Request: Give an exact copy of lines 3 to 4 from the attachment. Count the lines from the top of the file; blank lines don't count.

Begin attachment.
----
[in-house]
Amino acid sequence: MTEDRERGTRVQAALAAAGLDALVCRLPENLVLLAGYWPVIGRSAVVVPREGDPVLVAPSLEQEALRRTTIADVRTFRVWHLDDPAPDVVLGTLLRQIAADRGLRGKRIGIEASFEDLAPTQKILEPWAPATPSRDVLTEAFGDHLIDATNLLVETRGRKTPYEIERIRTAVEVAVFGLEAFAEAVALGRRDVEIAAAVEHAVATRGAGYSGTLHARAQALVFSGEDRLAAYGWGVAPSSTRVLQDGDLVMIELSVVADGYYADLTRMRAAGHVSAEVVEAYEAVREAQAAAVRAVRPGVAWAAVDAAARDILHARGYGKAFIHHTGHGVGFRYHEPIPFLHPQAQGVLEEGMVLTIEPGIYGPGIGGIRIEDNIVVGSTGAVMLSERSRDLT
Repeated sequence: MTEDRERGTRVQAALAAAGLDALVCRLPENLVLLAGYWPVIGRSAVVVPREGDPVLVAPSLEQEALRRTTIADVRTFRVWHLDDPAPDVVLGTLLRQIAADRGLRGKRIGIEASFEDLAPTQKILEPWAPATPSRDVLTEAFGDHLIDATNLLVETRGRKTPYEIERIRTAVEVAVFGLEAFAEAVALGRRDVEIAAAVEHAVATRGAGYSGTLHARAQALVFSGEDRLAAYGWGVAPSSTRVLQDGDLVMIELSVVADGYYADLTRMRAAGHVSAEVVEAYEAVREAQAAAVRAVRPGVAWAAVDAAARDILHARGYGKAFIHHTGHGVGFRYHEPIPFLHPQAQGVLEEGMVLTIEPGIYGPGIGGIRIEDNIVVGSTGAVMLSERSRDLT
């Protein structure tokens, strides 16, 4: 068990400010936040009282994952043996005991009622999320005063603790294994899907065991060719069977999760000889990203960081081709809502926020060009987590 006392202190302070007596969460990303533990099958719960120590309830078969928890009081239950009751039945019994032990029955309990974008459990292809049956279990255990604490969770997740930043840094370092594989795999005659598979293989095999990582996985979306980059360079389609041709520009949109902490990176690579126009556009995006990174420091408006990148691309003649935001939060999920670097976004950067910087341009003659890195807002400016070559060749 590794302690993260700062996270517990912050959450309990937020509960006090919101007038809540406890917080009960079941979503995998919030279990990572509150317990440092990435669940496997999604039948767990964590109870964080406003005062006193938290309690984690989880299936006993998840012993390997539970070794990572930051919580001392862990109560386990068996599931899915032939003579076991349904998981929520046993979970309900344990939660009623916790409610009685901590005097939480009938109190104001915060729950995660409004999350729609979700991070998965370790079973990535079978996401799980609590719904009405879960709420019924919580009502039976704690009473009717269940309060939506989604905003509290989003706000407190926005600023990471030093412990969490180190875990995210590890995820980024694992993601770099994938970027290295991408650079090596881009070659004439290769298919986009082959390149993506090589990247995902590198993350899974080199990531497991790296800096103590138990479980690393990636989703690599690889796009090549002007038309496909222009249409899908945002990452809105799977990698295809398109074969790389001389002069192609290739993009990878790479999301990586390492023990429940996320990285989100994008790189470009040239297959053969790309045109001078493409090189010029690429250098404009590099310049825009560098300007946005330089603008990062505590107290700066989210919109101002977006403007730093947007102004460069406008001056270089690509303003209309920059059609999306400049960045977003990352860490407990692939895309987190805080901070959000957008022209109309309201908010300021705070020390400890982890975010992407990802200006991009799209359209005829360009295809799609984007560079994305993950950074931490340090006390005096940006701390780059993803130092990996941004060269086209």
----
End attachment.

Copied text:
Repeated sequence: MTEDRERGTRVQAALAAAGLDALVCRLPENLVLLAGYWPVIGRSAVVVPREGDPVLVAPSLEQEALRRTTIADVRTFRVWHLDDPAPDVVLGTLLRQIAADRGLRGKRIGIEASFEDLAPTQKILEPWAPATPSRDVLTEAFGDHLIDATNLLVETRGRKTPYEIERIRTAVEVAVFGLEAFAEAVALGRRDVEIAAAVEHAVATRGAGYSGTLHARAQALVFSGEDRLAAYGWGVAPSSTRVLQDGDLVMIELSVVADGYYADLTRMRAAGHVSAEVVEAYEAVREAQAAAVRAVRPGVAWAAVDAAARDILHARGYGKAFIHHTGHGVGFRYHEPIPFLHPQAQGVLEEGMVLTIEPGIYGPGIGGIRIEDNIVVGSTGAVMLSERSRDLT
């Protein structure tokens, strides 16, 4: 068990400010936040009282994952043996005991009622999320005063603790294994899907065991060719069977999760000889990203960081081709809502926020060009987590 006392202190302070007596969460990303533990099958719960120590309830078969928890009081239950009751039945019994032990029955309990974008459990292809049956279990255990604490969770997740930043840094370092594989795999005659598979293989095999990582996985979306980059360079389609041709520009949109902490990176690579126009556009995006990174420091408006990148691309003649935001939060999920670097976004950067910087341009003659890195807002400016070559060749 590794302690993260700062996270517990912050959450309990937020509960006090919101007038809540406890917080009960079941979503995998919030279990990572509150317990440092990435669940496997999604039948767990964590109870964080406003005062006193938290309690984690989880299936006993998840012993390997539970070794990572930051919580001392862990109560386990068996599931899915032939003579076991349904998981929520046993979970309900344990939660009623916790409610009685901590005097939480009938109190104001915060729950995660409004999350729609979700991070998965370790079973990535079978996401799980609590719904009405879960709420019924919580009502039976704690009473009717269940309060939506989604905003509290989003706000407190926005600023990471030093412990969490180190875990995210590890995820980024694992993601770099994938970027290295991408650079090596881009070659004439290769298919986009082959390149993506090589990247995902590198993350899974080199990531497991790296800096103590138990479980690393990636989703690599690889796009090549002007038309496909222009249409899908945002990452809105799977990698295809398109074969790389001389002069192609290739993009990878790479999301990586390492023990429940996320990285989100994008790189470009040239297959053969790309045109001078493409090189010029690429250098404009590099310049825009560098300007946005330089603008990062505590107290700066989210919109101002977006403007730093947007102004460069406008001056270089690509303003209309920059059609999306400049960045977003990352860490407990692939895309987190805080901070959000957008022209109309309201908010300021705070020390400890982890975010992407990802200006991009799209359209005829360009295809799609984007560079994305993950950074931490340090006390005096940006701390780059993803130092990996941004060269086209």